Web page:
Scientists from the Center for Biomedical Research in Network for Pathophysiology of Obesity and Nutrition (CIBEROBN) have discovered that the intestinal microbiota in children with type 1 diabetes is different from that of healthy children. The finding, published in the journal Diabetes Care, opens the door to the development of new therapies to control the progress of the disease by modifying the intestinal flora.
The study was led by María Isabel Queipo Ortuño and José Carlos Fernández García at the Biomedical Research Institute of Malaga (IBIMA) and the Endocrinology Service of the Virgen de la Victoria Hospital in Malaga.
For the study, the researchers analized the gut microbiota profile, its functional capacity, inflammation and intestinal permeability in 15 children with type 1 diabetes, 15 children with MODY2 (a type of non-autoimmune monogenic diabetes), and 13 in healthy children.
According to the results, children with type 1 diabetes showed an intestinal microbiota profile with lower diversity and a higher proportion of pro-inflammatory bacteria, explained Queipo Ortuño.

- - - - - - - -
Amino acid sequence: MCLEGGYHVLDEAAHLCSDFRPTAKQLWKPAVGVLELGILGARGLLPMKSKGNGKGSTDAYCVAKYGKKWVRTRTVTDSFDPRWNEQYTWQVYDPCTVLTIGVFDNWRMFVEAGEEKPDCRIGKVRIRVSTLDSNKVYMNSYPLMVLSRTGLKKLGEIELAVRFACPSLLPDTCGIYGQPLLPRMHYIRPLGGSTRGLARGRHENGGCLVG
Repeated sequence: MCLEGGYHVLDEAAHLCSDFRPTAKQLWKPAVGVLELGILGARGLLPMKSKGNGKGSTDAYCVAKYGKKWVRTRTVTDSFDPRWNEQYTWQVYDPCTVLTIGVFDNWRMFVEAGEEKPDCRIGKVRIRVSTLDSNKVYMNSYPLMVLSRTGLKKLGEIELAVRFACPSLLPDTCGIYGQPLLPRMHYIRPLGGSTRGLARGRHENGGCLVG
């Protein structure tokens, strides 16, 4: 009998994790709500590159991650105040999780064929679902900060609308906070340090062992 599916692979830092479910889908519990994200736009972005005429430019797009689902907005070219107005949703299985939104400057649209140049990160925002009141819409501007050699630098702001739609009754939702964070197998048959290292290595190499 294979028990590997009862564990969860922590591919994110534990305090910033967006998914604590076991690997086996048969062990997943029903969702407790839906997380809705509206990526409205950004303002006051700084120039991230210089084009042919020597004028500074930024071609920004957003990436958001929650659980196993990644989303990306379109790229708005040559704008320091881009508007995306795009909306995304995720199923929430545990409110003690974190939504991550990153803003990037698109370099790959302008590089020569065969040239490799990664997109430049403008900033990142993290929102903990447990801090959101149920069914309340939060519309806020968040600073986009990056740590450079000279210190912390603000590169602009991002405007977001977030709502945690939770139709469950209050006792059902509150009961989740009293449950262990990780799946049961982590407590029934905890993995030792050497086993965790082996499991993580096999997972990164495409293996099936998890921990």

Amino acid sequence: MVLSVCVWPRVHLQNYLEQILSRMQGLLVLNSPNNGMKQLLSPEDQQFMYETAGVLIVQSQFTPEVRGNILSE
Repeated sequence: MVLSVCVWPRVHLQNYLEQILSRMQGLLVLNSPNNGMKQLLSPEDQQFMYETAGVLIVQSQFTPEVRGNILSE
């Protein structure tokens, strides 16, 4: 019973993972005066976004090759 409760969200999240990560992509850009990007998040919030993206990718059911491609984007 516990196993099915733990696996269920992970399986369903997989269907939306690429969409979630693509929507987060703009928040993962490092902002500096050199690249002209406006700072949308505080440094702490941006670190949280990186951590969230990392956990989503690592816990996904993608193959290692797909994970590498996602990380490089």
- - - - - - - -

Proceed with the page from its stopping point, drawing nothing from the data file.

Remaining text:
“In addition, it was associated with an alteration in the integrity of the intestinal barrier and with an increase in low-grade inflammation and autoimmune response compared with children with MODY and healthy children,” he adds.
Solution to numerous diseases
The intestinal microbiota constitutes a complex ecosystem of organisms that plays an important role in the human health. It has a digestive function and contributes to the synthesis of micronutrients, the absorption of electrolytes and minerals and the digestion and absorption of certain indigestible substances.
On the other hand, it also contributes to the destruction of toxins and carcinogens, prevents colonization by pathogenic bacteria, contributes to the development of the immune system and modulates the inflammatory state.
Without a balanced microbiota all the metabolism is altered, which increases the risk of suffering diseases, weakens the body and makes recoveries longer.
“In recent years we have been able to verify that the intestinal flora influences in the appearance of metabolic diseases, such as obesity and type 2 diabetes, inflammatory and cardiovascular pathologies and even the risk of cancer,” said Queipo Ortuño.
“We knew, therefore, the close relationship between type 2 diabetes, obesity and changes in the microbiota, but this study associates changes in human’s microbiota with type 1 diabetes,” he said.
“The most important thing for future research is to propose longitudinal studies aimed at evaluating whether the modulation of the microbiota in patients at high risk of developing type 1 diabetes is capable of modifying the natural history of this autoimmune disease,” he concluded.